I’ve also learned a lot from Ansel Adams and Henri Cartier-Bresson. From a technical standpoint, Adams’ Zone System for selecting exposure values is a tool I use all the time. We have a lot more options for post-processing now than Adams did, but no amount of Photoshopping can supplant getting the right exposure. Cartier-Bresson, somewhat in contrast to Adams, is the master of capturing the spontaneous. He tells these amazing stories with just a look, or a posture and that’s really what I try to find when I’m shooting dance.
I should add than on no account do I consider my photos comparable to those of these great men, but I look to all three for ideas and inspiration when I’m shooting.
What’s something you’re currently trying to learn how to do with swing photography, or simply photography in general?
I’m really working on two different things right now: First I’m trying to become more sophisticated with shooting under low light conditions and flash photography techniques. Photographing swing dancing is technically challenging because you’re often shooting people moving quickly under low light conditions. That’s a problem because everything you can do to compensate for low light can also have substantial trade-offs. You can throw money at the problem for big gains, but I have a decent toolkit at this time, so I’m more focused at becoming a better low-light technician at this point.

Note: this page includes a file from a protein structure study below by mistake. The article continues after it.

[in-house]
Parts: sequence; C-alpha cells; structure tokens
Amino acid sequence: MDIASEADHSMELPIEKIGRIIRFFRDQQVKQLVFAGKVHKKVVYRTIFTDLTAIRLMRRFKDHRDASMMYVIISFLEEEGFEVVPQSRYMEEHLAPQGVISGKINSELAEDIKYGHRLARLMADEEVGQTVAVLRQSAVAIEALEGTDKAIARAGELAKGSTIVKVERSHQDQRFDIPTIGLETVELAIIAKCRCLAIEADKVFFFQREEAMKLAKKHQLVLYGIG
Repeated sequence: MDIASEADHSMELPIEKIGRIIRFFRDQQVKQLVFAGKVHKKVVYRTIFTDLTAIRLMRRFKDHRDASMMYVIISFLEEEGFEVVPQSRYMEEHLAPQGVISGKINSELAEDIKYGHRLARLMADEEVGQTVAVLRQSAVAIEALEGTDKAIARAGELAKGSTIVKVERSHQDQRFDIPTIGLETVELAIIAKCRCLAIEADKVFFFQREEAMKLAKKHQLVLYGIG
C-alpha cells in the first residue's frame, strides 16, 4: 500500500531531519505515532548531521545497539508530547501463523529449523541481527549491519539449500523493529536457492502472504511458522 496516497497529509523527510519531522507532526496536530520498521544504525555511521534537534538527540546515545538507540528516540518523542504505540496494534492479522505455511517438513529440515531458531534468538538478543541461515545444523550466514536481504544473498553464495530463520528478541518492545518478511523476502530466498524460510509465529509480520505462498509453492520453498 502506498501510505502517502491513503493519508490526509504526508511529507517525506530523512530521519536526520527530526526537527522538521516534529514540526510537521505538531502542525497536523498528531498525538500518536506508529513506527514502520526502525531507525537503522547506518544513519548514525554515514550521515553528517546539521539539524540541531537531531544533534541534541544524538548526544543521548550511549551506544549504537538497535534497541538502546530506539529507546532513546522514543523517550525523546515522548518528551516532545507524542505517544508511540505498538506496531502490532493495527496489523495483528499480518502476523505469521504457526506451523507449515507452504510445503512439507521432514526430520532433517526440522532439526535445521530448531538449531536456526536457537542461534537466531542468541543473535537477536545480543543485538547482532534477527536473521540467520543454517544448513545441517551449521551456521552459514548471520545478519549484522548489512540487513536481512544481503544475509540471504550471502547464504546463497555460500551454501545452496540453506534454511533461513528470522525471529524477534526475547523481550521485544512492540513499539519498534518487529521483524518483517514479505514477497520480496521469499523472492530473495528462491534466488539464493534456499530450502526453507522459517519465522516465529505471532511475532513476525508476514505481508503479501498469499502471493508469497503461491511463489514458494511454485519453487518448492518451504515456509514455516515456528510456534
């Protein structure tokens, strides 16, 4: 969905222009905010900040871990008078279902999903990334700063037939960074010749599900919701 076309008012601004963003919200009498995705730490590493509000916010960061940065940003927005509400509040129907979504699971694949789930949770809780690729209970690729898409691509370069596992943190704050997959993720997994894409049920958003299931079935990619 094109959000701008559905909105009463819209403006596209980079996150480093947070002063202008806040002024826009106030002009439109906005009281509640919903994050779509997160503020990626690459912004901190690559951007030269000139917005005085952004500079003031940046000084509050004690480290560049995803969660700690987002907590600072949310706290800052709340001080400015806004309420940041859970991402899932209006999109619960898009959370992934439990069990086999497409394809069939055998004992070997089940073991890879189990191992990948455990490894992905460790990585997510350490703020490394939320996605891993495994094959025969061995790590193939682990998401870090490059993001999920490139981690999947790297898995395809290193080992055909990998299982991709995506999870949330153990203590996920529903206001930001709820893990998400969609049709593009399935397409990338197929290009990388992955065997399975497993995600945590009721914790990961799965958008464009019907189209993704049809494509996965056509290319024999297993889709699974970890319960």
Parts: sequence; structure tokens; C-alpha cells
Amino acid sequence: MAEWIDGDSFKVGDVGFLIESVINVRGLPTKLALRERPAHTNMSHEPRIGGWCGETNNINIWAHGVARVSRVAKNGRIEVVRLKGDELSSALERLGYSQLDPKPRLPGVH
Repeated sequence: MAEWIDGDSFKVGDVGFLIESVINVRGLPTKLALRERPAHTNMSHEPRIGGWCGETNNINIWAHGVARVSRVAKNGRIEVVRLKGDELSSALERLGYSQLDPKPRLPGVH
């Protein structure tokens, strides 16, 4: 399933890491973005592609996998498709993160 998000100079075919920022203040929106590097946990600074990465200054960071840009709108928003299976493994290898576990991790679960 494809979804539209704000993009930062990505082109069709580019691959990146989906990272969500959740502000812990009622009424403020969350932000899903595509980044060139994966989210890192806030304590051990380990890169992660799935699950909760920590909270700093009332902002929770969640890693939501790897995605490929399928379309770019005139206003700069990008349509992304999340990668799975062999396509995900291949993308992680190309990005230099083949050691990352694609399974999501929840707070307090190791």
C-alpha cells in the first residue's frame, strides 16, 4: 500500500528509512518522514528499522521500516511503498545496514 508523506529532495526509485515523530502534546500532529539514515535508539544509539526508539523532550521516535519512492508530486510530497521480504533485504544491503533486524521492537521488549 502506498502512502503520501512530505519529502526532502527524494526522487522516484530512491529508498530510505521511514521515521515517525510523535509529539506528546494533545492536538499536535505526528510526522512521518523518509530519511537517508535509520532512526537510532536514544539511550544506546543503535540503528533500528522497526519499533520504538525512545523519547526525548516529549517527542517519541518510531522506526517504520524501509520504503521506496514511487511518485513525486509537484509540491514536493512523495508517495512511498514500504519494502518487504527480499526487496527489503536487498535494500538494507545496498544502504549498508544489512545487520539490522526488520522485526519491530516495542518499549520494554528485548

Second, I’m working on on finding a consistent esthetic voice that works for me (which depends partly on getting better in low light conditions). Right now, I take a lot of photos and am satisfied with maybe three percent of them. But of those, there are probably only one or two percent where I can say “that’s what I was going for.” I’d really like to get that latter ratio up closer to five or 10 percent, which means I need to be shooting more purposefully in the first place.
Outside of the swing scene, what do you like to photograph most?